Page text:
This is a significant contrast from two years ago, and it confirms my suspicions – If he balks at a lesson, or stares off into space, or fidgets, or acts silly, or slumps out of his chair, then the lessons are too hard for him. If he complains but still does it without a lot of coaxing, then we’re doing just fine.
So we’ve continued to do the lessons, and he has been reading the stories very well! He is reading fairly smoothly, and I’m very proud of him.
Hitting a Snag
At about Lesson 76, my son started to do some of those things I just mentioned: balking, slumping, staring off into space. But just the day before he did fine! There was not much difference between these two lessons, so what happened?
Without much thought, I stopped the lesson and I went to speak to my husband. Later I regretted speaking to him because I thought I reacted too quickly, but it turned out to be a good thing.
I think what I wanted when I talked to my husband was for him to agree that I needed to back off on the lessons. I thought, he’s balking, and I don’t want to push him. He doesn’t like reading, and maybe I’m ruining his potential love of reading. Maybe I need a new strategy.
Well, typical of a man – my husband couldn’t just listen, he wanted to solve the problem.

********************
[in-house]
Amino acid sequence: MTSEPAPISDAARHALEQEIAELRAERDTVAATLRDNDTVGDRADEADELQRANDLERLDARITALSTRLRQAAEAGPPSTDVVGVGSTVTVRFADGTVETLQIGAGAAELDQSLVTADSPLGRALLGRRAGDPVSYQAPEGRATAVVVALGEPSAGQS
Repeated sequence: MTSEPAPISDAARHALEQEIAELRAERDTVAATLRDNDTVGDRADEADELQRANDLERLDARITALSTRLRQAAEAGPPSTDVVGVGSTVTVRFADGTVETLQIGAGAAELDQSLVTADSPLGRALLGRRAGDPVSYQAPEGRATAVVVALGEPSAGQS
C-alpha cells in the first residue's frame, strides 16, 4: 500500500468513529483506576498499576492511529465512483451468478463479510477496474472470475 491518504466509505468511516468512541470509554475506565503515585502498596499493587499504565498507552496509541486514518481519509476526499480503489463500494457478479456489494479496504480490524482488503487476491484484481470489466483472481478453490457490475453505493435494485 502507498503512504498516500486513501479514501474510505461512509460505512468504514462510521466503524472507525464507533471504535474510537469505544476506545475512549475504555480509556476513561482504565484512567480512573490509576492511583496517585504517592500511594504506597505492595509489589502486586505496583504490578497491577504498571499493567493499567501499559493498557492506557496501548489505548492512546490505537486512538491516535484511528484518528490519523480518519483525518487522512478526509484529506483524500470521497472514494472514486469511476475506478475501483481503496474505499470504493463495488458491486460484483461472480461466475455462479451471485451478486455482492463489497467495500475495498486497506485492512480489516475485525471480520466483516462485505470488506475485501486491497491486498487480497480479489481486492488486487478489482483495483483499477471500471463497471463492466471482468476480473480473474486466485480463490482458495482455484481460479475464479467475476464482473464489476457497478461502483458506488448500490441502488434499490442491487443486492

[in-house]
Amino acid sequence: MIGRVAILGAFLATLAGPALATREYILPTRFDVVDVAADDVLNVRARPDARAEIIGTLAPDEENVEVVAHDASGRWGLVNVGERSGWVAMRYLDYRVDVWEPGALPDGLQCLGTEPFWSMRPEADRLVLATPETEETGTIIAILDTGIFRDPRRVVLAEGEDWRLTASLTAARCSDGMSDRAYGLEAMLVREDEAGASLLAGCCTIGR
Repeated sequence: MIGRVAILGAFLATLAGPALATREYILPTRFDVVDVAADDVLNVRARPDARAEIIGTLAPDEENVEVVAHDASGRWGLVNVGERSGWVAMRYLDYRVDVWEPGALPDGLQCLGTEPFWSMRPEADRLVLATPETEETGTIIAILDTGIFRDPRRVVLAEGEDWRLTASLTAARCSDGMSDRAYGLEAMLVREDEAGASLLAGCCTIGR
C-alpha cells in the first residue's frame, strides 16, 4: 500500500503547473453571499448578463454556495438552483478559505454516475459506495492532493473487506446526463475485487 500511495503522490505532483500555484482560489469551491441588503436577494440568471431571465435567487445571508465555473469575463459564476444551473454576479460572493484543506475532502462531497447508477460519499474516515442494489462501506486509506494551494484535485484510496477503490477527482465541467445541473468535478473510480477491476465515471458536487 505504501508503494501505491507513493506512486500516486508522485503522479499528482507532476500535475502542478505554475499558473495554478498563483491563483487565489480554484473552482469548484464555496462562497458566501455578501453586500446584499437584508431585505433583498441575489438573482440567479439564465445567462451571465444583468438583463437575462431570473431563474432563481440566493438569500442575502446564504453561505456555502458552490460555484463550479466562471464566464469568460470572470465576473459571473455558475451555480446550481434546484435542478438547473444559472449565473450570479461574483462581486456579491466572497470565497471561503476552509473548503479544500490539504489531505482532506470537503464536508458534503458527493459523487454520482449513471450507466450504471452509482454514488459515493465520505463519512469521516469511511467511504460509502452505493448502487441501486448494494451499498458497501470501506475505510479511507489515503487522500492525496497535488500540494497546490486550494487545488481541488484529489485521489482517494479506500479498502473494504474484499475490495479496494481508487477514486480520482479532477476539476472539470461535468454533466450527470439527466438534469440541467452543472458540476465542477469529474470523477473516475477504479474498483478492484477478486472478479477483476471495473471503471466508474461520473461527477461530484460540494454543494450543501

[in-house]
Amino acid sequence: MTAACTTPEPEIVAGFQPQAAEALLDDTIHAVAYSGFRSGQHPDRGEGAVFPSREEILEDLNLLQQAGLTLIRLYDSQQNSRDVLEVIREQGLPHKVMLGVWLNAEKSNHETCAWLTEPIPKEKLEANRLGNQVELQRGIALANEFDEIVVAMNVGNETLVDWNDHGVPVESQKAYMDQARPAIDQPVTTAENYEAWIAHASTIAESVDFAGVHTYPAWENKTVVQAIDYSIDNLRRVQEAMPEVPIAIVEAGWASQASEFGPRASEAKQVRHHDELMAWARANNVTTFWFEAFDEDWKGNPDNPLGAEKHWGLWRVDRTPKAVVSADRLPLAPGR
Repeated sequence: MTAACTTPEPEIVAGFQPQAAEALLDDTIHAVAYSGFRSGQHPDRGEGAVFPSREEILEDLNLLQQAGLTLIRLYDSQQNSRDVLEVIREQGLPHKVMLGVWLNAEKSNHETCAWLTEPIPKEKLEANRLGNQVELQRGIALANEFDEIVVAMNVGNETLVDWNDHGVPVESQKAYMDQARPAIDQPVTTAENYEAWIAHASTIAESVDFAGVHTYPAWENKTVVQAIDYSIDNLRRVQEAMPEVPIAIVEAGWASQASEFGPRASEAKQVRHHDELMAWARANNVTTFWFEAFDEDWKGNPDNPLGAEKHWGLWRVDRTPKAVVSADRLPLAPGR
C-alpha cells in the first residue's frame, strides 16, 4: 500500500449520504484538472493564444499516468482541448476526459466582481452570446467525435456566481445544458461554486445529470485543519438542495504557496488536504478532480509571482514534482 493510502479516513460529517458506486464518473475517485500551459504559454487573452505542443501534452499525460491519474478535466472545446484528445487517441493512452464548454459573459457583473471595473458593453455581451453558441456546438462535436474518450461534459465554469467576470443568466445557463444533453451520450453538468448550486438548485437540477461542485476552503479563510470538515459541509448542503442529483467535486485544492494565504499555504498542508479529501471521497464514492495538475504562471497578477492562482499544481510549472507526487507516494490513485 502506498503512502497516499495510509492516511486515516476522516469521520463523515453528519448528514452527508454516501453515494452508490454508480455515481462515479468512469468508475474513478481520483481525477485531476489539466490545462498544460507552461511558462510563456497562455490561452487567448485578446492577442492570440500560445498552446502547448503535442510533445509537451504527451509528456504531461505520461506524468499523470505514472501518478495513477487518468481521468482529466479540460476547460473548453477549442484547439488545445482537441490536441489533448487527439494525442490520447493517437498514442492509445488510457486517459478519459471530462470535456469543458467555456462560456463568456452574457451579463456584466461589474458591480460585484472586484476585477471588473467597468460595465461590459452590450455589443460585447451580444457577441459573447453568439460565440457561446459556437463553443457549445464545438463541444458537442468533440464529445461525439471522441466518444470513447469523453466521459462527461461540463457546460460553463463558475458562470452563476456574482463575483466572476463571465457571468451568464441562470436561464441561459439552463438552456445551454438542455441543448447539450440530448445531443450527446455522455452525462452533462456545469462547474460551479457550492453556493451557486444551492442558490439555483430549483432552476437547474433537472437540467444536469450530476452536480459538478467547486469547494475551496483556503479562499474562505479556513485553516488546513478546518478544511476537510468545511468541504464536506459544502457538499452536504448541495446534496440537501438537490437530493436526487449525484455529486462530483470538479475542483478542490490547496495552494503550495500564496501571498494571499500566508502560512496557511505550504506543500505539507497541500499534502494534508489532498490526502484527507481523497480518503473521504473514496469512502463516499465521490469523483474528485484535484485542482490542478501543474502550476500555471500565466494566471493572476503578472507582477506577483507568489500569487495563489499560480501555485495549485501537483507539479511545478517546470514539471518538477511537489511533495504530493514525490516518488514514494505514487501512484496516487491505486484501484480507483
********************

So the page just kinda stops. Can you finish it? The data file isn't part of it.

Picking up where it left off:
He thought our son needed to just practice more, memorize words and pick out books he would be more interested in reading. I didn’t argue with that, but when they got home from the library, and I saw the books my son picked out, I panicked. They were way above his level! I thought this had the potential of really discouraging him. But I didn’t say anything because my son was excited about reading those books, and he wanted to read them with his dad.
My ego was a little hurt too, but I’m glad I kept my mouth shut.
My husband started to sit down with my son whenever he could and have him read from those books. He was very patient with my son, and he only made him read 2-3 paragraphs. Some of the words were really hard, and he didn’t make my son read those. My husband made lists of words and made my son write them each three times. (Not my son’s idea of fun, but he has done it.)
In all, those lessons with dad have not been a bad thing, and it’s exposing him to some new words. I hope it continues to help him and not discourage him.